Clearing the air on the coal debate

The growing consumption of coal in emerging economies highlights the need for a realistic and fully integrated climate policy.

Extrapolating the past and present in to the future is risky business. Hopefully, Rhodes scholar Tony Abbott knows this. Critics of his “coal has a big future as well as a big past” statement don’t think so, but the numbers around suggest that their assault on his view is also over the top.

The University of Queensland Energy Initiative, in canvassing the “energy-prosperity-climate dilemma” in its latest newsletter, has some eye-opening data on the current role of coal in global energy use.

Looking at 2013, the obvious starting point is that overall energy consumption worldwide grew 2.3 per cent. Fossil fuels not only accounted for 86.7 per cent of what was used, but three-quarters of last year’s increase.

No-one will be surprised to hear that the growth is dominantly in the non-OECD countries, or that China is still a massive presence in surging energy use. But, as the UQ Energy Initiative points out, the much less heralded story is what is happening in the ASEAN countries and South Asia.

Over the past three years, it says, coal consumption has grown by nearly 25 per cent in India and 22 per cent in ASEAN countries versus just under 20 per cent in China.

“Though they may be coming from a lower starting point, these countries represent a massive population base -- more than 1.25 billion in India and 600 million in the ASEAN nations -- whose appetite for energy is only just beginning.”

The hard truth, as UQ Energy Initiative reports it, is that the combined global increase in zero-emission electricity supply -- from renewable energy and nuclear plants -- was only 7 per cent in these 36 months.

“In fact,” it adds, “the growth in primary energy from all near-zero carbon energy sources over three years globally was just 30 per cent of the incremental energy from coal in the Asia-Pacific region alone.”

Top dog in this, of course, is China, which has added new coal-fired power generation capacity equivalent to or greater than Australia’s total installed capacity every year for 10 years.

In 2013, says UQ, it increased its coal consumption four per cent to 3.7 billion tonnes, roughly half the global consumption of the fuel and more than 10 times Australia’s coal exports.

Professor Chris Greig, director of the university’s Energy Initiative, says fossil fuel use is on the rise despite all the dire warnings about climate change. And it seems that its use will continue to grow.

“As the world avoids strong policy choices and waits for a miracle energy solution that is as reliable and affordable as coal but has no adverse environmental or climate impacts, we need to consider how we prepare for a scenario where a renewable energy transition (or more appropriately, a revolution) doesn’t eventuate,” he argues.

Carbon capture and storage seems to be an important technology in most credible decarbonisation projections. But he asks: what happens if CCS is also not widely deployed because of issues relating to a lack of storage resources, limited public acceptance or techno-economic constraints that simply cannot be overcome?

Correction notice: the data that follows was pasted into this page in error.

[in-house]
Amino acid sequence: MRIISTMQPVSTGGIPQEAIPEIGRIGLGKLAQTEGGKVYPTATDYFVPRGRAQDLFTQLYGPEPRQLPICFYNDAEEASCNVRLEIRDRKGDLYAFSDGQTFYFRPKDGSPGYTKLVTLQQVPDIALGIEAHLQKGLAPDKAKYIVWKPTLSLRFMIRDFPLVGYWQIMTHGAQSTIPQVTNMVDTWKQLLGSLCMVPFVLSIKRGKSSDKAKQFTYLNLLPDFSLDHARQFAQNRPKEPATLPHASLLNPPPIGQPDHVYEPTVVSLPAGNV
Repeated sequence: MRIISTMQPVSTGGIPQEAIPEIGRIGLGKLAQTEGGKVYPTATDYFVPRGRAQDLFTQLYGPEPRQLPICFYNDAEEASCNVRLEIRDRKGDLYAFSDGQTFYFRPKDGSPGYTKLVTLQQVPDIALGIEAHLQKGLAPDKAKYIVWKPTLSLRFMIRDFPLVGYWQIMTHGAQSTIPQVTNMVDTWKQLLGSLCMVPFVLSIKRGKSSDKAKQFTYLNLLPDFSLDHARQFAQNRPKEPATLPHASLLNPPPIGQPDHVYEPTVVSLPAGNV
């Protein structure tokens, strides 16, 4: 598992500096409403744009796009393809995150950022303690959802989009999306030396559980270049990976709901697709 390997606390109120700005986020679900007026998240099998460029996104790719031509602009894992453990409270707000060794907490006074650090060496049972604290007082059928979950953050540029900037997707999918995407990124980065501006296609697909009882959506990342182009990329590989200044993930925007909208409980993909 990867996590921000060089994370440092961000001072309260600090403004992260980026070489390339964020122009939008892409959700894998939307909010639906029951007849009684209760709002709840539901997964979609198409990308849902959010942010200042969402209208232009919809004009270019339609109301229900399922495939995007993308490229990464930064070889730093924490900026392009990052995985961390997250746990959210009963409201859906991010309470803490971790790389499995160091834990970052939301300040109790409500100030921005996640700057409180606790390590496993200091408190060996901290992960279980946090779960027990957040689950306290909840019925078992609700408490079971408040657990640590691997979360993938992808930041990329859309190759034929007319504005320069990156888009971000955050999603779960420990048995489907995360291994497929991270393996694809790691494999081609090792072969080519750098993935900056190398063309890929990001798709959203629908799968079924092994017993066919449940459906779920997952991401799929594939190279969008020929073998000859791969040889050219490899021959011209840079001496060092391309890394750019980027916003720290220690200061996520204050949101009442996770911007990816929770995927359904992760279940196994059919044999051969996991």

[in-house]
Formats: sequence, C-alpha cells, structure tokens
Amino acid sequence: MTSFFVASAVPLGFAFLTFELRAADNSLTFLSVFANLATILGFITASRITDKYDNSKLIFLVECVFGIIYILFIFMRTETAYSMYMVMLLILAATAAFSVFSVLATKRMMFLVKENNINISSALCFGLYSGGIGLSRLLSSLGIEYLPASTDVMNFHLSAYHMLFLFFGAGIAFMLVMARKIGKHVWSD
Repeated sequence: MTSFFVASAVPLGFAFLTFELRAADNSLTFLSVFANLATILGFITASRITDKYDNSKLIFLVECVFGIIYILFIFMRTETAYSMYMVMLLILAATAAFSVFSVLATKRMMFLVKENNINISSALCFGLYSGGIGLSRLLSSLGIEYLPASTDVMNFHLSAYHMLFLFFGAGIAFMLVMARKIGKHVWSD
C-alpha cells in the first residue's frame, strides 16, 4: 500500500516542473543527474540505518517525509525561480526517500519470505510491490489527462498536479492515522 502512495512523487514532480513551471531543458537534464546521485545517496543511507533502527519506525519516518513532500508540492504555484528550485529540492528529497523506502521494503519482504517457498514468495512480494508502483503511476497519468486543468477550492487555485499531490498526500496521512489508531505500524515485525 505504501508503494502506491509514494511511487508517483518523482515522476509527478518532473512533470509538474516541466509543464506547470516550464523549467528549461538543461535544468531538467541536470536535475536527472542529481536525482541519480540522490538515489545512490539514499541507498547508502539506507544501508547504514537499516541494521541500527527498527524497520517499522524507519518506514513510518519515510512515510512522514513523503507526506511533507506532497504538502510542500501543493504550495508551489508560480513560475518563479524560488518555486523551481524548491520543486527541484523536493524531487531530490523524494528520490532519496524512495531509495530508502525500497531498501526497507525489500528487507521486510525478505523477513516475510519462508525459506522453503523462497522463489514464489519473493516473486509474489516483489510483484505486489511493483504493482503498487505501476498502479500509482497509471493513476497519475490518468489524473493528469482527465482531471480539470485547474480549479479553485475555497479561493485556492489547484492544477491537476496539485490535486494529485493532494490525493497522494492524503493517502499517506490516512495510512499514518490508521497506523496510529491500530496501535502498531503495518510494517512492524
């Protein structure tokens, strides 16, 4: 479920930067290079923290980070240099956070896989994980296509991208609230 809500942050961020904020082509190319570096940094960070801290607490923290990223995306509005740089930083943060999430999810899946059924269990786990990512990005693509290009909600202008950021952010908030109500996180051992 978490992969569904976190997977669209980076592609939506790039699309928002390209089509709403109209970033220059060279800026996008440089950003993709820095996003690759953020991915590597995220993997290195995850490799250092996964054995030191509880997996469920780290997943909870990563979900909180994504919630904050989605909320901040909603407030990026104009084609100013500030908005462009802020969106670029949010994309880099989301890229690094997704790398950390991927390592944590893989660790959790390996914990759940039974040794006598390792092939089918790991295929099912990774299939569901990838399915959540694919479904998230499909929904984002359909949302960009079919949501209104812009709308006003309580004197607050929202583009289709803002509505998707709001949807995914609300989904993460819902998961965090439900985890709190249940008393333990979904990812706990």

“If nothing changes, what then?”

Greig says that, if dire IPCC predictions are correct, “we may need to contemplate some rather drastic interventions (‘geo-engineering’) to manipulate the climate”, ranging from using aerosols and cloud seeding to reflect heat away from the atmosphere to ocean fertlisation to absorb carbon dioxide.

These options at present look to be extreme and in some cases absurd, he adds, “but the longer we do nothing about emissions, the more likely such interventions may need to be seriously considered.”

In the context of what Greig is saying, it is interesting to also read the views of Robert Stavins, a member of the IPCC and prominent Harvard professor.

On the Sunday in September when New York was the venue for Ban Ki-Moon’s climate summit and a massive street march, Stavins wrote in a New York Times op-ed that “the reality is that the emerging economies of China, India, Brazil, South Korea, Mexico and South Africa are rapidly putting in place new infrastructure that depends on burning fossil fuels.”

Current cost projections of tackling the problem are high, Stavins adds elsewhere, but, if CCS doesn’t become available, if there isn’t a significant expansion of nuclear energy and the take-up of cleaner sources of energy is insufficient, then you can double the bill.

Meanwhile, he points out, China alone, even while pursuing a goal of a 45 per cent cut in its emissions intensity, plans to add a new 500 megawatt coal-fired power station every 10 days for the next decade., 

He says that a huge part of the solution is a convergence of Chinese and American interests.

All of which puts local sloganeering by politicians, green warriors, street marchers, campus campaigners, the many vested interests and the morally vain in a rather sober light. It raises the question of when Australia will have a fully thought-through, integrated energy policy and an approach to climate change not aimed at the next opinion poll?

Keith Orchison, director of consultancy Coolibah Pty Ltd, publisher of the This is Power blog and editor of OnPower newsletter, was chief executive of two national energy associations from 1980 to 2003. He was made a member of the Order of Australia in 2004 for services to the energy industry.